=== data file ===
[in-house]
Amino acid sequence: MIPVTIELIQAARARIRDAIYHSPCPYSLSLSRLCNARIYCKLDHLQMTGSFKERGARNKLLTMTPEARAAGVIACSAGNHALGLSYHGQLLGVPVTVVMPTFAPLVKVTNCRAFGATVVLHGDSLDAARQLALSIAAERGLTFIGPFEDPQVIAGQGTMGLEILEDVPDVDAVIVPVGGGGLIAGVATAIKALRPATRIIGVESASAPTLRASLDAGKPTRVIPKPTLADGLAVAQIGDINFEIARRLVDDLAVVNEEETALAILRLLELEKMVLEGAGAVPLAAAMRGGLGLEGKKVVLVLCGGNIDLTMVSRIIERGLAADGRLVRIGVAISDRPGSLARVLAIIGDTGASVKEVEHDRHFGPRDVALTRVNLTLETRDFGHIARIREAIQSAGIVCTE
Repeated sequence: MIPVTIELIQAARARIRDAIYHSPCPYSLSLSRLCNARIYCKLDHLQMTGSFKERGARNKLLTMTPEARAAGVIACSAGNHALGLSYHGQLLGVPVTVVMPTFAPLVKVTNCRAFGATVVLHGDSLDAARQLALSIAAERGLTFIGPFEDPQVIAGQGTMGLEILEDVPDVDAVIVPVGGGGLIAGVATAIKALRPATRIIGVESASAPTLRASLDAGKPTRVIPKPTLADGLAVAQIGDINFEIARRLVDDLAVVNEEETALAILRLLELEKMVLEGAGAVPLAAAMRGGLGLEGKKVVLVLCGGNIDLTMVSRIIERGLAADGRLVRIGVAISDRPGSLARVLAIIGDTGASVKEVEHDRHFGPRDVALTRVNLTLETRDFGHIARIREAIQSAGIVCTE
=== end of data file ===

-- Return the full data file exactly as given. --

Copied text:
[in-house]
Amino acid sequence: MIPVTIELIQAARARIRDAIYHSPCPYSLSLSRLCNARIYCKLDHLQMTGSFKERGARNKLLTMTPEARAAGVIACSAGNHALGLSYHGQLLGVPVTVVMPTFAPLVKVTNCRAFGATVVLHGDSLDAARQLALSIAAERGLTFIGPFEDPQVIAGQGTMGLEILEDVPDVDAVIVPVGGGGLIAGVATAIKALRPATRIIGVESASAPTLRASLDAGKPTRVIPKPTLADGLAVAQIGDINFEIARRLVDDLAVVNEEETALAILRLLELEKMVLEGAGAVPLAAAMRGGLGLEGKKVVLVLCGGNIDLTMVSRIIERGLAADGRLVRIGVAISDRPGSLARVLAIIGDTGASVKEVEHDRHFGPRDVALTRVNLTLETRDFGHIARIREAIQSAGIVCTE
Repeated sequence: MIPVTIELIQAARARIRDAIYHSPCPYSLSLSRLCNARIYCKLDHLQMTGSFKERGARNKLLTMTPEARAAGVIACSAGNHALGLSYHGQLLGVPVTVVMPTFAPLVKVTNCRAFGATVVLHGDSLDAARQLALSIAAERGLTFIGPFEDPQVIAGQGTMGLEILEDVPDVDAVIVPVGGGGLIAGVATAIKALRPATRIIGVESASAPTLRASLDAGKPTRVIPKPTLADGLAVAQIGDINFEIARRLVDDLAVVNEEETALAILRLLELEKMVLEGAGAVPLAAAMRGGLGLEGKKVVLVLCGGNIDLTMVSRIIERGLAADGRLVRIGVAISDRPGSLARVLAIIGDTGASVKEVEHDRHFGPRDVALTRVNLTLETRDFGHIARIREAIQSAGIVCTE